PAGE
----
According to Corea, the city has begun an advertising campaign to make commuters and residents aware that there are monthly parking spaces available in the city's parking garages, which he said have in the past been "grossly under-managed."
An example he gave was the 744-car St. Mary Garage on Clinton Street, between Third and Fourth streets. Since it opened in March 2003, he said, there haven't been any cars on the building roof, which contains 155 parking spaces.
"What I couldn't understand," said Corea, "is why this roof is empty but we still had a 244-name waiting list for that garage."
He said there were similar situations in the city's other garages, where there were several levels of dust-coated, empty parking spaces, but when people called to get information about getting into the garage, they were told that there was a waiting list.
"A lot of residents were frustrated because they were receiving conflicting information," he said. "They saw there were empty spaces, but were still put on a waiting list."
He said in the past couple of months the HPU has stepped up its efforts to contact the names on the waiting list, and get them into the garages. He produced an occupancy/vacancy spreadsheet that shows that substantial progress has been made on this front. In the past three months, approximately 200 new monthly customers have been put into the city's garages. He said that not only does that take cars off the streets, but 200 cars generate over $341,000 in additional revenue.
"Right now we have eliminated the wait lists in all garages, except the automated garage at 916 Garden St.," said Corea. At 916 Garden, technicians are in process of completing some final programming that Corea believes will increase capacity from the current 224 cars to a full capacity of 314 cars.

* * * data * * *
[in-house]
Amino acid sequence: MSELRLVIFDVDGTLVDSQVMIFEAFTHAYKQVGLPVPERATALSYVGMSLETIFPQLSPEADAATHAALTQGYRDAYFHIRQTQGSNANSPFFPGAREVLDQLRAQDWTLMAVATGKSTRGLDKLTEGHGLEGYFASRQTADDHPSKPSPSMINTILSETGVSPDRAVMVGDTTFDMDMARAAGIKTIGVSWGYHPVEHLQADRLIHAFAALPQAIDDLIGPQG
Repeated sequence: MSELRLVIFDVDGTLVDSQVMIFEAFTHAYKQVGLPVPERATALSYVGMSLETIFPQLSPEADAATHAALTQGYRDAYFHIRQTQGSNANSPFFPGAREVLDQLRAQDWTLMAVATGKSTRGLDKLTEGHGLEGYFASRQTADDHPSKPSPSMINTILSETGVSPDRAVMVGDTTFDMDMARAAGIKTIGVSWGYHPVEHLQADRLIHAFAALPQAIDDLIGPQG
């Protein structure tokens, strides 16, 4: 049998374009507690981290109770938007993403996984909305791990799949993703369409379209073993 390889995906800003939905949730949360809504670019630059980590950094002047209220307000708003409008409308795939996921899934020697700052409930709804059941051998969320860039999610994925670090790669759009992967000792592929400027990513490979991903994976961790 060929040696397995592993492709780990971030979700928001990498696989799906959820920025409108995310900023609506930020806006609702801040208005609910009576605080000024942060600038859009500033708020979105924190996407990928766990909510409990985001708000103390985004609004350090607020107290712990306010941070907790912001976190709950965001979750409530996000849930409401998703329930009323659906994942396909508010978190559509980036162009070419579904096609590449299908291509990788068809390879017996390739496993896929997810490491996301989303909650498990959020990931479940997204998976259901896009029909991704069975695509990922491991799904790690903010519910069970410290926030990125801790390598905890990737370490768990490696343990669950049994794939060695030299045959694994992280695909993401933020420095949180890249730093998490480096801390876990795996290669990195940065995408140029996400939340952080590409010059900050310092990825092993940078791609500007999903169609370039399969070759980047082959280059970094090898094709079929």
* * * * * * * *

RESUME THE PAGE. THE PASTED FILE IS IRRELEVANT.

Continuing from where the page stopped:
"If we are able to increase the capacity to 314 cars, then we will come very close to eliminating the wait list at that garage also," said Corea. "We want people to know that if they call us they will be placed in a garage."
Corea also has reached an agreement with Central Parking, the company that manages the garages, to reduce labor by 360 hours per week, a savings of $280,800 per year. This will be done by reducing the number of cashiers on duty and by changing Garage G on Hudson Street from a mix of hourly and monthly spaces to monthly parking only. By making it monthly only, said Corea, there will no longer be a need to have cashiers at that garage to collect money from hourly customers.
"While $280,800 may not seem like huge savings," said Corea, "when you consider that our entire overhead [for garages B, D, G and midtown] is around $1.3 million, we're saving over 20 percent of the operating budget for those [facilities]."
He added that security will not be sacrificed by reducing labor, because the HPU has recently installed $20,000 in surveillance equipment, which will be paid for by the savings from the management contract. Also, on weekends the HPU will continue to employ a Hoboken police officer to patrol the garages.
The HPU officials also produced documentation that all 28 of its parking enforcement officers are now state certified. At the beginning of the year, according to city records, only 14 were certified. Corea said that in addition to being better trained, the benefit is that all enforcement officers can write tickets for all non-moving violations.
"Now we are focusing on increased enforcement on violations that directly affect safety," said Corea. "We are really cracking down on cars that park in crosswalks and in front of fire hydrants. It is something that is no longer going to be tolerated."
He added that within the next couple of weeks he expects to have a detailed enforcement report that will illustrate how many more tickets and what type of tickets enforcement officers are writing.
The HPU can be reached at (201) 653-1919.